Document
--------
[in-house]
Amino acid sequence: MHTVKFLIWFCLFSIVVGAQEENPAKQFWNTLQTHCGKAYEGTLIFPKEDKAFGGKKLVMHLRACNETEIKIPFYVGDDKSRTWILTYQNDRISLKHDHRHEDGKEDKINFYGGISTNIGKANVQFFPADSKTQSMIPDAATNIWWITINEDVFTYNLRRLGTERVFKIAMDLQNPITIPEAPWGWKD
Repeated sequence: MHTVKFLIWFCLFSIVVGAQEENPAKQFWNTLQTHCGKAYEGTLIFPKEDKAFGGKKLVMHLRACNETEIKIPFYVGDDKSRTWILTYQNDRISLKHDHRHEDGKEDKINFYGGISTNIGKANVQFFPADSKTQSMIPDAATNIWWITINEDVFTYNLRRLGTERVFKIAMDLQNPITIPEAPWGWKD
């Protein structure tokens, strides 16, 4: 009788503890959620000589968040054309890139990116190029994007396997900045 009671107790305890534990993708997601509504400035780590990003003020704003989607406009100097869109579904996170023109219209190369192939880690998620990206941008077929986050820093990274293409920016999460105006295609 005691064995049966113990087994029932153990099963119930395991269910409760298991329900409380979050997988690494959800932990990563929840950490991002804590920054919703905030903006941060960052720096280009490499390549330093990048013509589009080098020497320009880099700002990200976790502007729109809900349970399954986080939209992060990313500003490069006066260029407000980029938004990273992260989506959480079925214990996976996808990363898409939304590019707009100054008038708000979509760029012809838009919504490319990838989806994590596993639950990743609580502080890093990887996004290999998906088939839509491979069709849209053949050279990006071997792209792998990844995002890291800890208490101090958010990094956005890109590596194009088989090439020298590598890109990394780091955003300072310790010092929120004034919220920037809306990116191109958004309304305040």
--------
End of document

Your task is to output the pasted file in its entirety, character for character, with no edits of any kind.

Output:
[in-house]
Amino acid sequence: MHTVKFLIWFCLFSIVVGAQEENPAKQFWNTLQTHCGKAYEGTLIFPKEDKAFGGKKLVMHLRACNETEIKIPFYVGDDKSRTWILTYQNDRISLKHDHRHEDGKEDKINFYGGISTNIGKANVQFFPADSKTQSMIPDAATNIWWITINEDVFTYNLRRLGTERVFKIAMDLQNPITIPEAPWGWKD
Repeated sequence: MHTVKFLIWFCLFSIVVGAQEENPAKQFWNTLQTHCGKAYEGTLIFPKEDKAFGGKKLVMHLRACNETEIKIPFYVGDDKSRTWILTYQNDRISLKHDHRHEDGKEDKINFYGGISTNIGKANVQFFPADSKTQSMIPDAATNIWWITINEDVFTYNLRRLGTERVFKIAMDLQNPITIPEAPWGWKD
């Protein structure tokens, strides 16, 4: 009788503890959620000589968040054309890139990116190029994007396997900045 009671107790305890534990993708997601509504400035780590990003003020704003989607406009100097869109579904996170023109219209190369192939880690998620990206941008077929986050820093990274293409920016999460105006295609 005691064995049966113990087994029932153990099963119930395991269910409760298991329900409380979050997988690494959800932990990563929840950490991002804590920054919703905030903006941060960052720096280009490499390549330093990048013509589009080098020497320009880099700002990200976790502007729109809900349970399954986080939209992060990313500003490069006066260029407000980029938004990273992260989506959480079925214990996976996808990363898409939304590019707009100054008038708000979509760029012809838009919504490319990838989806994590596993639950990743609580502080890093990887996004290999998906088939839509491979069709849209053949050279990006071997792209792998990844995002890291800890208490101090958010990094956005890109590596194009088989090439020298590598890109990394780091955003300072310790010092929120004034919220920037809306990116191109958004309304305040």